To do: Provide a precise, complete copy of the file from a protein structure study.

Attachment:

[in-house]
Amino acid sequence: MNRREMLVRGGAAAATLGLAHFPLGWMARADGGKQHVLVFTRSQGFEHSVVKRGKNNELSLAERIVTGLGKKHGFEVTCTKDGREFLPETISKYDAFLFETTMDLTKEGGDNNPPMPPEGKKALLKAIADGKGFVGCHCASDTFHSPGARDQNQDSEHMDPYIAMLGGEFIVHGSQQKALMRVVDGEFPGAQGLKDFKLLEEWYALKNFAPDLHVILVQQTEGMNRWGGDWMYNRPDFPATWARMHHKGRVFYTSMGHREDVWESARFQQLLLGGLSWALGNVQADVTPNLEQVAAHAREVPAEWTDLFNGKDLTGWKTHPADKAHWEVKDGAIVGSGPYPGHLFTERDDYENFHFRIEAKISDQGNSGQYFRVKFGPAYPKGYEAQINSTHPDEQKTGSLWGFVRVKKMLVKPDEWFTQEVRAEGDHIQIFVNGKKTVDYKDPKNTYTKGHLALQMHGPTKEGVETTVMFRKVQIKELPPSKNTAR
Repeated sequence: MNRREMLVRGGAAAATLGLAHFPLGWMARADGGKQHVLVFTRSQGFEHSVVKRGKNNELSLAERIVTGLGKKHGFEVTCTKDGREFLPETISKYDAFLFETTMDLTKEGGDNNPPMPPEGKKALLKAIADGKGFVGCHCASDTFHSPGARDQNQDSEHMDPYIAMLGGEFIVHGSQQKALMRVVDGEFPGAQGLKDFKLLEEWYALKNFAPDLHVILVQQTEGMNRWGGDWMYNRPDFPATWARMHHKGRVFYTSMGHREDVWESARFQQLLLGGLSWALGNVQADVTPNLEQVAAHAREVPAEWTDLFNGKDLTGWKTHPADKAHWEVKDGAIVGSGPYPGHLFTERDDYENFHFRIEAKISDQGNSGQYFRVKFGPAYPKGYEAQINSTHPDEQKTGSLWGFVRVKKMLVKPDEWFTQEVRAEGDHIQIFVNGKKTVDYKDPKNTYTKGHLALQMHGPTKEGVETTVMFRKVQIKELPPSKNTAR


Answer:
[in-house]
Amino acid sequence: MNRREMLVRGGAAAATLGLAHFPLGWMARADGGKQHVLVFTRSQGFEHSVVKRGKNNELSLAERIVTGLGKKHGFEVTCTKDGREFLPETISKYDAFLFETTMDLTKEGGDNNPPMPPEGKKALLKAIADGKGFVGCHCASDTFHSPGARDQNQDSEHMDPYIAMLGGEFIVHGSQQKALMRVVDGEFPGAQGLKDFKLLEEWYALKNFAPDLHVILVQQTEGMNRWGGDWMYNRPDFPATWARMHHKGRVFYTSMGHREDVWESARFQQLLLGGLSWALGNVQADVTPNLEQVAAHAREVPAEWTDLFNGKDLTGWKTHPADKAHWEVKDGAIVGSGPYPGHLFTERDDYENFHFRIEAKISDQGNSGQYFRVKFGPAYPKGYEAQINSTHPDEQKTGSLWGFVRVKKMLVKPDEWFTQEVRAEGDHIQIFVNGKKTVDYKDPKNTYTKGHLALQMHGPTKEGVETTVMFRKVQIKELPPSKNTAR
Repeated sequence: MNRREMLVRGGAAAATLGLAHFPLGWMARADGGKQHVLVFTRSQGFEHSVVKRGKNNELSLAERIVTGLGKKHGFEVTCTKDGREFLPETISKYDAFLFETTMDLTKEGGDNNPPMPPEGKKALLKAIADGKGFVGCHCASDTFHSPGARDQNQDSEHMDPYIAMLGGEFIVHGSQQKALMRVVDGEFPGAQGLKDFKLLEEWYALKNFAPDLHVILVQQTEGMNRWGGDWMYNRPDFPATWARMHHKGRVFYTSMGHREDVWESARFQQLLLGGLSWALGNVQADVTPNLEQVAAHAREVPAEWTDLFNGKDLTGWKTHPADKAHWEVKDGAIVGSGPYPGHLFTERDDYENFHFRIEAKISDQGNSGQYFRVKFGPAYPKGYEAQINSTHPDEQKTGSLWGFVRVKKMLVKPDEWFTQEVRAEGDHIQIFVNGKKTVDYKDPKNTYTKGHLALQMHGPTKEGVETTVMFRKVQIKELPPSKNTAR